'It was one of the best moments of my life:' Saskatoon man completes Ironman triathlon after testing positive for COVID-19
SASKATOON -- David Samual no longer takes running for granted.
In July, he struggled to take a breath while battling COVID-19.
“During the sickness, at one point, every breath was either, ‘Am I going to the hospital to get breathing assistance or am I going to be ok,’” Samual said.
“I have kids too, so I was thinking, ‘Do I say goodbye? When do I say goodbye before I can’t talk anymore?”
Months later, Samual celebrated two victories — beating COVID-19 and completing an Ironman triathlon - a 3.9 km swim, 180.2 km bike and 42.2 km run.
“It was one of the best moments of my life,” Samual said, referencing the moment he finished the run at the Broadway theatre.
“It was the only Ironman event where I was grateful to be suffering. Usually I’m like, ‘I want to get out of this hurt, I want to get out of this, just hang on.’ But this time, I was so happy to feel this. It was home for me.”
Samual was registered to compete in the Ironman event in August. But because of his diagnosis he was unable to compete. He decided to complete the event anyway when he recovered.
He swam at Harry Bailey Aquatic Centre, biked back and fourth to the casino and ran along the Meewasin trail.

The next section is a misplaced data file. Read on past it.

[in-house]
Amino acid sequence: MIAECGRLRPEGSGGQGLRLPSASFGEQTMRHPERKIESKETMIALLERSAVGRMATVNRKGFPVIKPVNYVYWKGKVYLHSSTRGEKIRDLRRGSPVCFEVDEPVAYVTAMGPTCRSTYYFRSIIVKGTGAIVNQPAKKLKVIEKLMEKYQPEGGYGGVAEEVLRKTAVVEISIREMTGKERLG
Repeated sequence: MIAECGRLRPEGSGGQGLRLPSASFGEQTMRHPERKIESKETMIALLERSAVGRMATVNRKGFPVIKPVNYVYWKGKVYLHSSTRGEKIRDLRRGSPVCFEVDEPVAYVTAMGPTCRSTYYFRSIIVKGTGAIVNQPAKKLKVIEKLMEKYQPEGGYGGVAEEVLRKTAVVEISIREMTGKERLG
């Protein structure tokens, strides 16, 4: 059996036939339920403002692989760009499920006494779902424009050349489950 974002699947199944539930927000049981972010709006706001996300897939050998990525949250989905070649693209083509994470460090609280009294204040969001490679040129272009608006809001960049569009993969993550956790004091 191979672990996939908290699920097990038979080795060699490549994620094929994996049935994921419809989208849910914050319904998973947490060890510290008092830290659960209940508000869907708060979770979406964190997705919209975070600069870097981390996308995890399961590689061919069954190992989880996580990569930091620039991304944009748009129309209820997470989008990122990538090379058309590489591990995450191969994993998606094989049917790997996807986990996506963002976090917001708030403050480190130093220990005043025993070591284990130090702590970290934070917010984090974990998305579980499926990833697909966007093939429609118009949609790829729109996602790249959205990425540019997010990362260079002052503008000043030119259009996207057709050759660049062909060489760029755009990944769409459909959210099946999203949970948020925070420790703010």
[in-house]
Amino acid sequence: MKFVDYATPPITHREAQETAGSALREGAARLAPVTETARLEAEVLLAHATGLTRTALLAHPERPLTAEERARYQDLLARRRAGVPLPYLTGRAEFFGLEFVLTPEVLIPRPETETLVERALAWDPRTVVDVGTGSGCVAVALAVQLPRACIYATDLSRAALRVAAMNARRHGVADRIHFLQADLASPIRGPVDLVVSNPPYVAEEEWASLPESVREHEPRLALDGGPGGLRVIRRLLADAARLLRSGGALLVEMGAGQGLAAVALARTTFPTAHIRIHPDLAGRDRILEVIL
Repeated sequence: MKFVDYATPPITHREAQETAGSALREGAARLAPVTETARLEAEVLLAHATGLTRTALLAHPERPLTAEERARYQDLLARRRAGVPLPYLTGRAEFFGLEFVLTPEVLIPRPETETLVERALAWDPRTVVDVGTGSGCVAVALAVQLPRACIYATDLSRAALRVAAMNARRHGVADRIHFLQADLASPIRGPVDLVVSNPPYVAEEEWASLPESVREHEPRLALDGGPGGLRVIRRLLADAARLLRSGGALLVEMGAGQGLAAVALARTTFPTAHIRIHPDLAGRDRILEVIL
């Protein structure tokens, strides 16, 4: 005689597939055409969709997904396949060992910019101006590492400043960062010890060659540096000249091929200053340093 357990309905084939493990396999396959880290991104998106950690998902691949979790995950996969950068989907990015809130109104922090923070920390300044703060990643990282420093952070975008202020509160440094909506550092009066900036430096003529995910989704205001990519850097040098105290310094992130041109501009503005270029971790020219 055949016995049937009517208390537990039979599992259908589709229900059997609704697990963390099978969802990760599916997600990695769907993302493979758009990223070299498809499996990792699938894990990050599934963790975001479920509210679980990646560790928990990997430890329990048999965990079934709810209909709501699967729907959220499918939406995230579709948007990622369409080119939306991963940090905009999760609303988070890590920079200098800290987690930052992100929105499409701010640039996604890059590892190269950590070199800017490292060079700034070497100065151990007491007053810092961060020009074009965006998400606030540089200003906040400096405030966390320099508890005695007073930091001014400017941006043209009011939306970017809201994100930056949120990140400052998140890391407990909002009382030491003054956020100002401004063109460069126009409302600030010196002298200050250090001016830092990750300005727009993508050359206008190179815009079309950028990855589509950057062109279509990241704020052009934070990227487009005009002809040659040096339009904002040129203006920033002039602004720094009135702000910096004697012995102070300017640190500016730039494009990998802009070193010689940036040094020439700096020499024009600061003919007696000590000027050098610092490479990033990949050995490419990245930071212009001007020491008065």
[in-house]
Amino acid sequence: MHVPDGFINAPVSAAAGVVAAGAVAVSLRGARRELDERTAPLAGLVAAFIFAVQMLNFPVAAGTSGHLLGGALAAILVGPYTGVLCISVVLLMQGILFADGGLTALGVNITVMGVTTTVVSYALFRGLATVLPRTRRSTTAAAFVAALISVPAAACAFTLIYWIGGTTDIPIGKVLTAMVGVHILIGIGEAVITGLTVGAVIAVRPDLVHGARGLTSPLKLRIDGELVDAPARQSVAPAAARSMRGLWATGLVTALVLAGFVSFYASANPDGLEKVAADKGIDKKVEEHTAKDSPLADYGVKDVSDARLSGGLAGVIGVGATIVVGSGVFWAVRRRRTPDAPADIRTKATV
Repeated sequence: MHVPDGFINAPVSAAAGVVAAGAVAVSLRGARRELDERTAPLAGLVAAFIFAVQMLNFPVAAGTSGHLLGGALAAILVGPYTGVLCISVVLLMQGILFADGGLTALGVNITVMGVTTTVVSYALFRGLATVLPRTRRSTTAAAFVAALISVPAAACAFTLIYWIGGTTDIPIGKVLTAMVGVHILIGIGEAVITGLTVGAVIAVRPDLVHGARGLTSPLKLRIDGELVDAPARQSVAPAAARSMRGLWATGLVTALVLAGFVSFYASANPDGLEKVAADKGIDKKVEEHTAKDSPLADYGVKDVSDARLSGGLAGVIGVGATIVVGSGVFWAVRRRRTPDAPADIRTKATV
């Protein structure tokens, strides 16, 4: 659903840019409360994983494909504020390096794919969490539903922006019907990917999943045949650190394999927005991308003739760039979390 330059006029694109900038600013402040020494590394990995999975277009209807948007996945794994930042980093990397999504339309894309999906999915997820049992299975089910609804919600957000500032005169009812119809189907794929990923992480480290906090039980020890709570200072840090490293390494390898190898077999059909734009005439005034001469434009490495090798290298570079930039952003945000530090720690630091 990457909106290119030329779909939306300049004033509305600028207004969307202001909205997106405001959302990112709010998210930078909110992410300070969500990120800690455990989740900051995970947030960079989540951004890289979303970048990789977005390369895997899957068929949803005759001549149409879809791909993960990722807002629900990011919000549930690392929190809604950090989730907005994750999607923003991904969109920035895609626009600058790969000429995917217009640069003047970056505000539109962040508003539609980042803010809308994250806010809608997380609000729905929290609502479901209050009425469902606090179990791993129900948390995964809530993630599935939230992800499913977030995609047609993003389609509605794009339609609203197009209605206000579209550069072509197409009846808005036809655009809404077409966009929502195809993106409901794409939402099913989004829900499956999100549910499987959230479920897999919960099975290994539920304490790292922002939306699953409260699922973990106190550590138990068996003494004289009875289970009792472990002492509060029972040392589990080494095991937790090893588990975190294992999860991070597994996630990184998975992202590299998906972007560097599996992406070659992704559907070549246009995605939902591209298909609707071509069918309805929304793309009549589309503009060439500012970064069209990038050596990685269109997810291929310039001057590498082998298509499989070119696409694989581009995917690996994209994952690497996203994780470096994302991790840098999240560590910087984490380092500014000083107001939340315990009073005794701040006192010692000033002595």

While Samual was able to complete the distance, researchers are finding not everyone who recovers from COVID-19 has that capacity.
Dr. Chris Carlsten has been researching long-term effects of the virus at a COVID-19 recovery lab in Vancouver.
“Many people report that when they try to exert themselves, they’re not where they were before COVID,” said Carlsten, University of British Columbia’s head of respiratory medicine and director of the airway health program.
Carlsten has found most hospitalized patients he’s studied have lung abnormalities — such as inflammation and scarring.
He said scarring is irreversible and could impact a person’s breathing down the road.
“We’re concerned because some of these patients, many of them are relatively young, and while not all of them complain about shortness of breath, the scarring over time, as the individual gets older, may have more and more of an effect,” he said.
Samual said he hasn’t noticed any lasting COVID-19 effects since recovering, but closely monitors his heart rate and breath.
He plans to complete another Ironman triathlon in 2021.
“It’s my lighthouse in the distance. You finish one and immediately start training for the next one.”